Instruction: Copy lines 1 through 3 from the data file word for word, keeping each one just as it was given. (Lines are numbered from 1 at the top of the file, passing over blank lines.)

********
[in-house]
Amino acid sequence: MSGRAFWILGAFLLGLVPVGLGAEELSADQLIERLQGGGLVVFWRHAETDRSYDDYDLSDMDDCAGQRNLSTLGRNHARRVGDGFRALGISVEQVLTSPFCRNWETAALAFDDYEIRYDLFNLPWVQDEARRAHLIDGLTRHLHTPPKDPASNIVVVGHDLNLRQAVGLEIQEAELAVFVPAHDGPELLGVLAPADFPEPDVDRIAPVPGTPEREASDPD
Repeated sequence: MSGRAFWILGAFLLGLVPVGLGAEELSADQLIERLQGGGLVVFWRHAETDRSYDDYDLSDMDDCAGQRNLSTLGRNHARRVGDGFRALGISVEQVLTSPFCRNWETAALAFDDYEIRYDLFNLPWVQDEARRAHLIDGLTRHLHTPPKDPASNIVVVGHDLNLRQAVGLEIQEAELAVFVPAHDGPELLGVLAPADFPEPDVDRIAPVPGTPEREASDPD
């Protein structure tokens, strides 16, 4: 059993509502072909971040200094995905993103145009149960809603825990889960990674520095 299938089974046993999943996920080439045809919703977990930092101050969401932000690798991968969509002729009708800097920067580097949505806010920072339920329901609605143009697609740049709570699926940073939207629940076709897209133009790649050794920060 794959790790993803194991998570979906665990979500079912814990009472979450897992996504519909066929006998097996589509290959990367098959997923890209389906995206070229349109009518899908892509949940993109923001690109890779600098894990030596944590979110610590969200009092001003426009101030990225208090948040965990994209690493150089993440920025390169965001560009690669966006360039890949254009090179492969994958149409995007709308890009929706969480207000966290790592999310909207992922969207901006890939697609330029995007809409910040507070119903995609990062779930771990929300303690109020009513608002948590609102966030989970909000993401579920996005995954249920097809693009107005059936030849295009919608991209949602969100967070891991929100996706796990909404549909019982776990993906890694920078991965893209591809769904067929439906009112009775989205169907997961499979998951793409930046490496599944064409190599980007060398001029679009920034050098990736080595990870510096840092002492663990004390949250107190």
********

[in-house]
Amino acid sequence: MSGRAFWILGAFLLGLVPVGLGAEELSADQLIERLQGGGLVVFWRHAETDRSYDDYDLSDMDDCAGQRNLSTLGRNHARRVGDGFRALGISVEQVLTSPFCRNWETAALAFDDYEIRYDLFNLPWVQDEARRAHLIDGLTRHLHTPPKDPASNIVVVGHDLNLRQAVGLEIQEAELAVFVPAHDGPELLGVLAPADFPEPDVDRIAPVPGTPEREASDPD
Repeated sequence: MSGRAFWILGAFLLGLVPVGLGAEELSADQLIERLQGGGLVVFWRHAETDRSYDDYDLSDMDDCAGQRNLSTLGRNHARRVGDGFRALGISVEQVLTSPFCRNWETAALAFDDYEIRYDLFNLPWVQDEARRAHLIDGLTRHLHTPPKDPASNIVVVGHDLNLRQAVGLEIQEAELAVFVPAHDGPELLGVLAPADFPEPDVDRIAPVPGTPEREASDPD